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Every time I want to use CURL in one of my C++ programs, I have to add the flag -lcurl as a flag onto g++. This can be especially annoying when working with Eclipse. If /usr/include/curl/curl.h exists, what do I need to do to have CURL always be within the include path for g++?

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3 Answers 3

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tl;dr: you have to add the flag.

The linker needs libcurl, not the compiler. The compiler needs the header; the linker needs the lib.

To simplify things quite a bit, the header file tells the compiler that the declarations will be defined later. libcurl is what actually defines them.

The linker does not guess-and-check what to link against (doing so would be a horrible idea). You must explicitly tell it what to link against (except for the default libs). In particular, the linker has to know to use libcurl to find the declarations that curl.h laid out. Without libcurl, the linker is missing functions and thus cannot produce a complete binary.

I'm not familiar with Eclipse, but I'm nearly positive that it has an option where you can specify additional libraries. Yes, you'll have to do that once per project, but that shouldn't be a major overhead.

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Alright, I know how to do that. I guess I was just hoping that there would be a more "permanent" way since I use curl in almost every project. If you don't mind, could you explain or point me to a resource that explains the differences between compilers, linkers, headers, and libraries? –  Puzzler3141 Jan 9 '13 at 4:31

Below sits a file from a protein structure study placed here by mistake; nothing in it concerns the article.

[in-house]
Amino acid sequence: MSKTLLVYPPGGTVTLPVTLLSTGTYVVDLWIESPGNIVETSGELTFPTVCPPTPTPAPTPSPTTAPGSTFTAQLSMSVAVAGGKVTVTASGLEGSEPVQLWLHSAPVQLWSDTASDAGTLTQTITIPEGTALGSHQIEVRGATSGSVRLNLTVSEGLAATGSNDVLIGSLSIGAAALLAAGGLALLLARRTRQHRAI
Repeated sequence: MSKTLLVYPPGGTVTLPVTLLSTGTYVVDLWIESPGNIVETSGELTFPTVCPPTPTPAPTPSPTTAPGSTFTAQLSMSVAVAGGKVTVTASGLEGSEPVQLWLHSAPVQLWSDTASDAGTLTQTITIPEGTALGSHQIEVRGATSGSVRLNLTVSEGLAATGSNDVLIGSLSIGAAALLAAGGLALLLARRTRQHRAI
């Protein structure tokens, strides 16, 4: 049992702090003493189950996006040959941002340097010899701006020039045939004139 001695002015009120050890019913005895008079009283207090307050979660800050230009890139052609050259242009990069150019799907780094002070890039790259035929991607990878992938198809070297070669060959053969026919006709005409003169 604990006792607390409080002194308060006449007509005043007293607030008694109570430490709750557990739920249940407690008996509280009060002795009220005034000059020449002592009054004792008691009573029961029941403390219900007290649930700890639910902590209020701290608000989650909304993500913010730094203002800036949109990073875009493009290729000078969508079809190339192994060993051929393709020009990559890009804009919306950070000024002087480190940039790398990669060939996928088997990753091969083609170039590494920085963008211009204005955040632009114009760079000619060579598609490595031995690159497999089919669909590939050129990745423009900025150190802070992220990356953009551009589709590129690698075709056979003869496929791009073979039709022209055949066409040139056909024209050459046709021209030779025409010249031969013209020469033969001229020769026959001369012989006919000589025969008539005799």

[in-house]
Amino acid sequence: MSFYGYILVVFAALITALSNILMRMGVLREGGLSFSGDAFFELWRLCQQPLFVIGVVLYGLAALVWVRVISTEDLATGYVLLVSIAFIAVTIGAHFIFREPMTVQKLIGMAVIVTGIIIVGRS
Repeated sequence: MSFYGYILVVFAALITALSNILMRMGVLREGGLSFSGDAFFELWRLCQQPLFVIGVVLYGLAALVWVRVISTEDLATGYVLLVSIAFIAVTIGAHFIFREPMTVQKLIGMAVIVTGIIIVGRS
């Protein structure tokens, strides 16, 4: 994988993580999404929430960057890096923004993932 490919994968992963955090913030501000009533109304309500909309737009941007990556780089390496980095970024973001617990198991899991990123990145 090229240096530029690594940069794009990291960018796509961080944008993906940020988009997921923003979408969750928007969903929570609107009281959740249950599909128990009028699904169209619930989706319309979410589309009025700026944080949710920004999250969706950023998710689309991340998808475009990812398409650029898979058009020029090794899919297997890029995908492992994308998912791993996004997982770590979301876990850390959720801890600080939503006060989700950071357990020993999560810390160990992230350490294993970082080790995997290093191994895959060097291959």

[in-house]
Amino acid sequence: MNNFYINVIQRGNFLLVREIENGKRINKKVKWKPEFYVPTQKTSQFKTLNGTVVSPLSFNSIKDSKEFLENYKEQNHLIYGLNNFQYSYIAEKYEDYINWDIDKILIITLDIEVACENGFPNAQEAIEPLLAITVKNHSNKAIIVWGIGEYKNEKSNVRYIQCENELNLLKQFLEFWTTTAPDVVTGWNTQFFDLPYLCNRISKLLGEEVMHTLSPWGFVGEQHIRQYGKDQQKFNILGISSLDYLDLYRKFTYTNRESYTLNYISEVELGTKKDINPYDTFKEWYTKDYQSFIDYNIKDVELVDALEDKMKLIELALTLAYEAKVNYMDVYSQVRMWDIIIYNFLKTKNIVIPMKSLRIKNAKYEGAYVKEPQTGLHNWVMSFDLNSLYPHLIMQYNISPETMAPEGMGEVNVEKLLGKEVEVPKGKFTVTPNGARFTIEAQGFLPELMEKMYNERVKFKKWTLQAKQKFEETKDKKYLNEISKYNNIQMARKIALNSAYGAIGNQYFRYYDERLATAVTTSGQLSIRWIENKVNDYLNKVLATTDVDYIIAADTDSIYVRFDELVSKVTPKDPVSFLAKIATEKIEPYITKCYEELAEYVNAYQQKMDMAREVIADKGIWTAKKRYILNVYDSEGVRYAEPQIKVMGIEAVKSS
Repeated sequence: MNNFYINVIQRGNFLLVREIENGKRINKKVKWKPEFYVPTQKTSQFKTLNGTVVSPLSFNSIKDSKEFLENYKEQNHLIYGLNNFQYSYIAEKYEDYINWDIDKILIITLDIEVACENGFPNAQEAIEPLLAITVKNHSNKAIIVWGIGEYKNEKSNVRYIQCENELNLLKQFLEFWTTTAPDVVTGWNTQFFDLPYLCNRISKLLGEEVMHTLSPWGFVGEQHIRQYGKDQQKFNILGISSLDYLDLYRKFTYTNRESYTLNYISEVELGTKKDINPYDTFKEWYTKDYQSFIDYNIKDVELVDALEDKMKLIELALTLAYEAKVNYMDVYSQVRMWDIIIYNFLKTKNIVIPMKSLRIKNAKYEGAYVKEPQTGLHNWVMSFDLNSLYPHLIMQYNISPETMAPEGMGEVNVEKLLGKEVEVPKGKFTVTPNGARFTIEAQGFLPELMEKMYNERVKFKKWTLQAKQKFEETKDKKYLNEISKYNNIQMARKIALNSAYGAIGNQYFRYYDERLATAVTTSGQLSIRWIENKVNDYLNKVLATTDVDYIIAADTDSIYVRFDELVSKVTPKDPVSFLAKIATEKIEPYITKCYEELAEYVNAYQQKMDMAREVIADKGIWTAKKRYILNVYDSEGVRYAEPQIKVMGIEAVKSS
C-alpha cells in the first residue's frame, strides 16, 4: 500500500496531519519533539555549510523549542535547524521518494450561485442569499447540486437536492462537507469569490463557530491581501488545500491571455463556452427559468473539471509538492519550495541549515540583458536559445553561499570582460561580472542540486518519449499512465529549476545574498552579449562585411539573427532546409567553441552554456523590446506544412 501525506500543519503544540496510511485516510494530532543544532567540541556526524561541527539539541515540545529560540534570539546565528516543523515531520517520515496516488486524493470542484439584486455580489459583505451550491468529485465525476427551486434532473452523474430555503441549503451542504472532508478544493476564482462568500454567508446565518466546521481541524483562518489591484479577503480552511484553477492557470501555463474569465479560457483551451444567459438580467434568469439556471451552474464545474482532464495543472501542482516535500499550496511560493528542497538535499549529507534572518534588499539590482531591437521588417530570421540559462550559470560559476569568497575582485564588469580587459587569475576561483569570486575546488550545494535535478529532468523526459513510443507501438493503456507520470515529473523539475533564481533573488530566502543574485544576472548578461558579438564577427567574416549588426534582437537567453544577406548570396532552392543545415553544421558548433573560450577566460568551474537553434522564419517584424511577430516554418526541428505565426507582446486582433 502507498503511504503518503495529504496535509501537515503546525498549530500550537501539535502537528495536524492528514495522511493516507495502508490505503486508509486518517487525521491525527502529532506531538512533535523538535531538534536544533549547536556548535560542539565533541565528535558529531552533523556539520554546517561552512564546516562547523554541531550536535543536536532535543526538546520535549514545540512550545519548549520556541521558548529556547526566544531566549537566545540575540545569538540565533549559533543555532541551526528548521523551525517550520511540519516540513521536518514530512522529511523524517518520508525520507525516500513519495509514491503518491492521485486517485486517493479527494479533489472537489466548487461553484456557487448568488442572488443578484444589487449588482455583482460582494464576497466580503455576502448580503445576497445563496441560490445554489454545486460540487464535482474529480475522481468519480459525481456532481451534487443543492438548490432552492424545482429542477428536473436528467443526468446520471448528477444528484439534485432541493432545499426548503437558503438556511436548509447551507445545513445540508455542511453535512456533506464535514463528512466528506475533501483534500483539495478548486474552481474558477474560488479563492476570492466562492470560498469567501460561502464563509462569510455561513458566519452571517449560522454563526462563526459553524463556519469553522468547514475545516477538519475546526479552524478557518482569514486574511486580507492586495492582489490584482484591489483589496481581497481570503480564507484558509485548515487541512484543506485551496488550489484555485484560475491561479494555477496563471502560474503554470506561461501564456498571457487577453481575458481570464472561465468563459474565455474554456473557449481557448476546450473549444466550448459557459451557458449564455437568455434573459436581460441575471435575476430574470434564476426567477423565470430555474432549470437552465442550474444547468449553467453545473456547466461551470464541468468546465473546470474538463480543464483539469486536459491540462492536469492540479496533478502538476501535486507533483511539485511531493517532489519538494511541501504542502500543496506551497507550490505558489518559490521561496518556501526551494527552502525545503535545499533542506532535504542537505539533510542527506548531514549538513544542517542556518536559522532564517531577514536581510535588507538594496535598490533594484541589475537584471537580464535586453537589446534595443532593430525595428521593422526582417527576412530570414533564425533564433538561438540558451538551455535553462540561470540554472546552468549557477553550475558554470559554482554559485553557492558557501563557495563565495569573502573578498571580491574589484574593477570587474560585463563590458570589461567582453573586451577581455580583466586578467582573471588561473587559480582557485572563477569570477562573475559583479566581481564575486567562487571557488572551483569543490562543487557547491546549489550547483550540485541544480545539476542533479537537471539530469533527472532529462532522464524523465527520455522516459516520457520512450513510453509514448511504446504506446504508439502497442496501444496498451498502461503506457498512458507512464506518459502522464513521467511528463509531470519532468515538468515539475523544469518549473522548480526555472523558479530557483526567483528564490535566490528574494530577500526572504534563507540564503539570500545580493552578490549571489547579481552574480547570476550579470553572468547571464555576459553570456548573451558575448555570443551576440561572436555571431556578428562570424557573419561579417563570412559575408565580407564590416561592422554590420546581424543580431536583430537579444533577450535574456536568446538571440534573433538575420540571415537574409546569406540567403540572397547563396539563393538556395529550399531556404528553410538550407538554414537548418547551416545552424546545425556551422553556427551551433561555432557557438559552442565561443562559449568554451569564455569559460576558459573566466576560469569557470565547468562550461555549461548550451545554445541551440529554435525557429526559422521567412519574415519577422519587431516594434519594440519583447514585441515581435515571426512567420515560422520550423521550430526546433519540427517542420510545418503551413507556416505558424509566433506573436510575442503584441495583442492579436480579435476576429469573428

@user1580190 I'm not sure off the top of my head, but stackoverflow.com/questions/9529571/… seems to have a few good explanations. –  Corbin Jan 9 '13 at 4:35

Try adding curl path in

Properties -> C/C++ General -> Paths and Symbols:

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This is just how linking works in C and C++.

  1. When you compile the program, you include the header file /usr/include/curl/curl.h. The compiler does this part. The header file contains all of the definitions for the library interface.

  2. When you link the program, you link in the library /usr/lib/libcurl.so, or whatever it happens to be named. The linker does this part. The library contains the implementation in either a loadable (for dynamic libraries) or linkable (for static libraries) format.

The C and C++ languages have no way of specifying which libraries should be linked in, so you have to pass -lcurl to the linker. This is just the way it is.

There are some extensions to C and C++ that allow you to encode library dependencies in your source code, e.g., #pragma comment with MSC, but they're not supported by your typical ELF toolchain, as far as I know.

Note: Actually, the -lcurl flag is not for g++, but it is for the linker, ld. When you pass -lcurl to g++, g++ passes it through to the linker.

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So what is actually turning human readable code into executable byte code? The linker or the compiler? Does the compiler run, and then the linker? Or is it more that the compiler is executed, runs the linker, and then returns to finish the job? –  Puzzler3141 Jan 9 '13 at 5:02
@user1580190: It depends. On the toolchain I'm using now, it depends on which compiler I use and what optimization flags are enabled. I wouldn't concern myself with knowing which one produces the machine code. Just remember that there are two phases: compiling, and linking. –  Dietrich Epp Jan 9 '13 at 5:06

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